Cannes Lions

Wendy's Enters the Chat

VML, Kansas City / WENDY'S / 2024


3 Bronze Cannes Lions
2 Shortlisted Cannes Lions
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Like most brands, Wendy’s messaging has always been geared toward a younger audience.As a quick-service restaurant (QSR), Wendy's — and our competitors' — biggest growth opportunity is young people, specifically 18- to 34-year-olds.

But it's a generational tradition for younger generations to blaze their own trails and distance themselves from the interests of older generations.

Our objective was to appeal to a newer, younger consumer without alienating our connection to our core consumer.

Appeal without alienation is a skill Wendy’s has proven expertise in through activations like our annual #NationalRoastDay, when users gladly ask to be roasted by Wendy’s and then share it as a point of pride.


While Wendy’s has developed a robust following across social media platforms, including newer and younger platforms such as TikTok and Twitch, we discovered opportunity in the form of an older, overlooked, and arguably less hip platform: Facebook.

Despite newcomers like TikTok achieving massive growth among young people, Facebook still remains the most used social platform. In fact, 85% of TikTok users also use Facebook, which offers Wendy’s a massive audience of fast food eaters.

So how might we reach these younger users without alienating our current slightly older users?

Our idea was to mimic the endearing qualities and quirks of older users' posts to reach younger users. Something never seen before from a brand, Wendy’s posts would ditch brand best practices and contain the endearing and quirky qualities that younger users are accustomed to seeing from older friends and family members, thus allowing Wendy’s to reach both audiences seamlessly.


Baby boomers, or Americans who were born from 1955 to 1964, were raised on fast food. They came of age during the golden age of fast food when restaurants like McDonald’s rose to prominence in the 1950s, while Wendy’s was founded just a few years later, in 1969. Therefore, this audience is a valuable one, especially as baby boomers in America outspend millennials and Gen Z despite being a smaller audience.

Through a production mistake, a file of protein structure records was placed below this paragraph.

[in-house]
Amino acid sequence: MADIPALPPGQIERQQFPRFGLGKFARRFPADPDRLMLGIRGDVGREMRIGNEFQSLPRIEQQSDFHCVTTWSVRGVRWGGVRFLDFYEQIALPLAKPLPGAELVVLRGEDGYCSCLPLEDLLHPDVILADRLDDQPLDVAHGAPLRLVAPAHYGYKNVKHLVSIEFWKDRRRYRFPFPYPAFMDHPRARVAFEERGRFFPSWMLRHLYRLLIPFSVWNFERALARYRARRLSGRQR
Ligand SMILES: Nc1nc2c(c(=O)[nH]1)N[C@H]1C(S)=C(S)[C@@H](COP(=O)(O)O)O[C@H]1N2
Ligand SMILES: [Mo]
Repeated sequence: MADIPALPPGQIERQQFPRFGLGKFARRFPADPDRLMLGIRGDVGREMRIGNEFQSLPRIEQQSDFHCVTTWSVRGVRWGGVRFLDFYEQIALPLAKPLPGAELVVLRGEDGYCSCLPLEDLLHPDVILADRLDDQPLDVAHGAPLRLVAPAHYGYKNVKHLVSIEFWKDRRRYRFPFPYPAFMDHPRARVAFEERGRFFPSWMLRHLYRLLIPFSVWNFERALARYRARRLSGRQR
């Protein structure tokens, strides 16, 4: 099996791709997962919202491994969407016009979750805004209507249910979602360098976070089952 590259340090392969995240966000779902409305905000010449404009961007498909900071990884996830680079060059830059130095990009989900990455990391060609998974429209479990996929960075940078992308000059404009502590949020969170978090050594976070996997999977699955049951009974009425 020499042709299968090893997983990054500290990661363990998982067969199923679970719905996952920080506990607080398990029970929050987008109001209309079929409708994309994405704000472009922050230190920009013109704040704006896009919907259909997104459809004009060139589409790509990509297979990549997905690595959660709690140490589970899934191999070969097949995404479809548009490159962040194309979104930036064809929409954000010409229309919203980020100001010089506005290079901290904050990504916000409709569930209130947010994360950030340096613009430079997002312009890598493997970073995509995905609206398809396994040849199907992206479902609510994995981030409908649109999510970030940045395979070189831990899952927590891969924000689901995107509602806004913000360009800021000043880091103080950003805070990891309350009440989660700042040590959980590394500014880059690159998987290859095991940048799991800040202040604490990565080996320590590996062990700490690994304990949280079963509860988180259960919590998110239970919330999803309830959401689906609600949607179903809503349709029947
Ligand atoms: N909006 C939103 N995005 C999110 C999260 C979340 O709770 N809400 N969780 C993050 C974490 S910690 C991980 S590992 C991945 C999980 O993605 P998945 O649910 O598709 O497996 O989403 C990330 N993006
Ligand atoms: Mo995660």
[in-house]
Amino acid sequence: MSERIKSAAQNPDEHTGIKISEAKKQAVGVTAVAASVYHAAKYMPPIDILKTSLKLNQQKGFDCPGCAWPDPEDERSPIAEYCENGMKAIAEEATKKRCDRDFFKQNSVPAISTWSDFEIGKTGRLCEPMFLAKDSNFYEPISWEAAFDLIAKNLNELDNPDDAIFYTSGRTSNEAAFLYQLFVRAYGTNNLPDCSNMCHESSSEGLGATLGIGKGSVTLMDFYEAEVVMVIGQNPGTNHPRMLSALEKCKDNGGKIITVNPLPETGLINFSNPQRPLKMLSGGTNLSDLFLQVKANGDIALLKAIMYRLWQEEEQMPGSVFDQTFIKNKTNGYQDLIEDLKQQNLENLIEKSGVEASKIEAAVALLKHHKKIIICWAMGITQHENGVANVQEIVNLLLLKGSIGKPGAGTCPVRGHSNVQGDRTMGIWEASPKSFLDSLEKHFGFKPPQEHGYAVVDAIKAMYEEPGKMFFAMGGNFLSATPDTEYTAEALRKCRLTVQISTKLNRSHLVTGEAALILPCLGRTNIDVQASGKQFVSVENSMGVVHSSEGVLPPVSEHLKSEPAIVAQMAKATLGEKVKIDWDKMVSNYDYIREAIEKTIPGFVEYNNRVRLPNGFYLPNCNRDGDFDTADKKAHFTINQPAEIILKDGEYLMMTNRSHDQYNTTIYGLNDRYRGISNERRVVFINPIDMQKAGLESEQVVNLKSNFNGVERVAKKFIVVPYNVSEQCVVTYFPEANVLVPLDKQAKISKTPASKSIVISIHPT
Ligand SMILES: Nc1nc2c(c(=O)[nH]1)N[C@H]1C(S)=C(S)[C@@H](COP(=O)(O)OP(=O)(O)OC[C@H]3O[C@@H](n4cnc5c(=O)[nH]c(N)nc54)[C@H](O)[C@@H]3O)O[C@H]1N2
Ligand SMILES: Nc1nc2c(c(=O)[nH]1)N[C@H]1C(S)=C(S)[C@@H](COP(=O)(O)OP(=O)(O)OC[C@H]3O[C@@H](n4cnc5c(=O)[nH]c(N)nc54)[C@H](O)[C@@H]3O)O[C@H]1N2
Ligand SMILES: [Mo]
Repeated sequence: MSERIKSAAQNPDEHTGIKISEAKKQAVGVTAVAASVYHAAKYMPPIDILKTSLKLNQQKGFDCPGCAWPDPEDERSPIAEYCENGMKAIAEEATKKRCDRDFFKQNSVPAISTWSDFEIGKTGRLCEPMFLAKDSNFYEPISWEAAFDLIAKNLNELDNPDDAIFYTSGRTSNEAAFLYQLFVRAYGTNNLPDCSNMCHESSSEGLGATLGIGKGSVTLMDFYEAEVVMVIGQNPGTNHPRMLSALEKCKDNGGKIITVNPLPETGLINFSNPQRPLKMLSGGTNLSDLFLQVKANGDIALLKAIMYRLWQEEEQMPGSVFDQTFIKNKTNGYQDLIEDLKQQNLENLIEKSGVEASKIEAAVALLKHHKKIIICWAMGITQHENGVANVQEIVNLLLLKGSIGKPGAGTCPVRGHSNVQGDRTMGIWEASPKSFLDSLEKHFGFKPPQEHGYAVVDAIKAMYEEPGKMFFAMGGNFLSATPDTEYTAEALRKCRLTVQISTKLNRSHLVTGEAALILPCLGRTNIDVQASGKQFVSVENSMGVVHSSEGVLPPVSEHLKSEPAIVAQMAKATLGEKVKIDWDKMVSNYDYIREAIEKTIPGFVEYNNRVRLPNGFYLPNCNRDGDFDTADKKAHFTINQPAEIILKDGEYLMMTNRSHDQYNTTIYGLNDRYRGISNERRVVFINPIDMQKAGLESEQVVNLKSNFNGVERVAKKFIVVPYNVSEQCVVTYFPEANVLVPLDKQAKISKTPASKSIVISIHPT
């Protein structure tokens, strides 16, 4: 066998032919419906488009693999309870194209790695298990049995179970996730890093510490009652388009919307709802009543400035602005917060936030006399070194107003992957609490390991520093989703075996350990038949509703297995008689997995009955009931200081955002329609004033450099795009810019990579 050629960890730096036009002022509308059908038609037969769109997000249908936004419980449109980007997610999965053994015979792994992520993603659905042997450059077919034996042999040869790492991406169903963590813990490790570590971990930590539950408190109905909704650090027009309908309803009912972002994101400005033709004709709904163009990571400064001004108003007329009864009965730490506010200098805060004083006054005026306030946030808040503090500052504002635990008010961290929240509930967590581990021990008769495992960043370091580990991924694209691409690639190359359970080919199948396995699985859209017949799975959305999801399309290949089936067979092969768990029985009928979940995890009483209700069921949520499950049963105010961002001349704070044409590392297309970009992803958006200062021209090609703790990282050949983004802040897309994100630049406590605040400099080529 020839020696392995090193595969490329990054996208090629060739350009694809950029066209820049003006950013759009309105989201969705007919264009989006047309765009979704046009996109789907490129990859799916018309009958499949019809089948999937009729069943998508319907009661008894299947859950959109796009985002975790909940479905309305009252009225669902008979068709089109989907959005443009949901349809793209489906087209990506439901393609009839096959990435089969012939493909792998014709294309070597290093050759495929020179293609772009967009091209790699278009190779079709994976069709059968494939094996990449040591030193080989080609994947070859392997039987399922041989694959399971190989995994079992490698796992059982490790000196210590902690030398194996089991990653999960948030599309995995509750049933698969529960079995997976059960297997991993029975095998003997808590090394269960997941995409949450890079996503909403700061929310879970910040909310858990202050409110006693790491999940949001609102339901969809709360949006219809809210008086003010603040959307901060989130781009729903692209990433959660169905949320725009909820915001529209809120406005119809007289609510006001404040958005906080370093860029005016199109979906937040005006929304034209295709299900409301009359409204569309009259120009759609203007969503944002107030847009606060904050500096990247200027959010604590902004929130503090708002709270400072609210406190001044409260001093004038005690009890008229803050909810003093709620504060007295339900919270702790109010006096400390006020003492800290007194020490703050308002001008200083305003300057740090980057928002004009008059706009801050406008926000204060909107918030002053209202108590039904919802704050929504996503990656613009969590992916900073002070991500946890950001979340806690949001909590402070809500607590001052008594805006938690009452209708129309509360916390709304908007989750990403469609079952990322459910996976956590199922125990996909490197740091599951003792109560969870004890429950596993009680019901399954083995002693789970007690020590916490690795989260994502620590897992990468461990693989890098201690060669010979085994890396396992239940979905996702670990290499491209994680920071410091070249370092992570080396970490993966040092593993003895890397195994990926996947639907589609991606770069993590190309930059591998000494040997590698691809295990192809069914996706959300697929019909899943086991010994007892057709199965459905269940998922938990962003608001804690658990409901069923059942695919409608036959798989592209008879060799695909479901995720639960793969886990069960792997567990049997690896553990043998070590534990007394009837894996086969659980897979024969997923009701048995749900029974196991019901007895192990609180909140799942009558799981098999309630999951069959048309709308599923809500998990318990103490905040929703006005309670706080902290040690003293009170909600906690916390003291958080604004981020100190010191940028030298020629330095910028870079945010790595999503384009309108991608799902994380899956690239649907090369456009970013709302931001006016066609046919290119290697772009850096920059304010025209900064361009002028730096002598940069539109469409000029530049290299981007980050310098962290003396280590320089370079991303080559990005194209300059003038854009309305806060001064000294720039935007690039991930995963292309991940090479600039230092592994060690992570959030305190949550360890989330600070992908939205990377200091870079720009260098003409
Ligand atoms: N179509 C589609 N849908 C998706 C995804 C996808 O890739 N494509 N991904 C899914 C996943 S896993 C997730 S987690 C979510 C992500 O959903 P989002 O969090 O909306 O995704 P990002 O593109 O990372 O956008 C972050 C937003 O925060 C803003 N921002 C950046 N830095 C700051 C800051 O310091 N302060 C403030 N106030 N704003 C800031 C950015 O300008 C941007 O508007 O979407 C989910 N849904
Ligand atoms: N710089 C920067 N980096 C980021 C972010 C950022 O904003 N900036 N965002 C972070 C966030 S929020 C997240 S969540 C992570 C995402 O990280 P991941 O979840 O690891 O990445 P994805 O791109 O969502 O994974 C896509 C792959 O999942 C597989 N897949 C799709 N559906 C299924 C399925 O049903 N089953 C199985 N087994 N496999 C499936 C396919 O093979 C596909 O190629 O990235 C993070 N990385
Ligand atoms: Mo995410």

However, younger audiences, such as millennials and Gen Z, are equally valuable as they are eating in the fast food category most often and therefore represent our opportunity for growth.

Ninety-nine percent of Americans eat fast food, and nothing spans generations and demographics like Facebook. Therefore, how might we stay true to ourselves and be uniquely Wendy’s while appealing to virtually everyone?


When you’re trying to connect with humans, why would you adhere to brand best practices? Why wouldn’t you interact with people the way they interact with each other?

We bravely ditched Facebook’s brand best practices and embraced boomer best practices: low-quality pictures, all capital letters, nostalgia, misspellings, and unrelated comments.

We replaced polished food photography with photos from a cell phone or of a television screen showing our commercials. We turned autocorrect off and caps lock on as we asked for advice on technology and shared nostalgic posts that kids today would never understand.

Older Facebook users engaged as they normally would with any other post shared to their Facebook feed from a friend, while younger users began role-playing as older Facebook users in the comments section.

Together, we developed a community within Wendy’s social media posts that was having fun with, not at the expense of, older users.


Users instantly got in on the joke and began engaging. We generated more engagements among older and younger users in 2023 than the past three years combined. Users shared our posts off of Facebook and onto TikTok and YouTube as sources of entertainment.

Our post engagement fueled massive amounts of reach. Generating more than 200 million organic impressions — a 235% increase from the year prior and more than the past three years combined.

Our performance led Wendy’s to steal so much share of voice from our competitors that we became the No. 1 brand in organic share of voice in the entire restaurant category on Facebook! We beat our biggest competitor, McDonald’s, by 30% despite having 10x fewer followers!

However, our truest form of validation came from Meta adapting our disregard of Facebook best practices for boomer best practices as new creative best practices to reach GenZ on Facebook!

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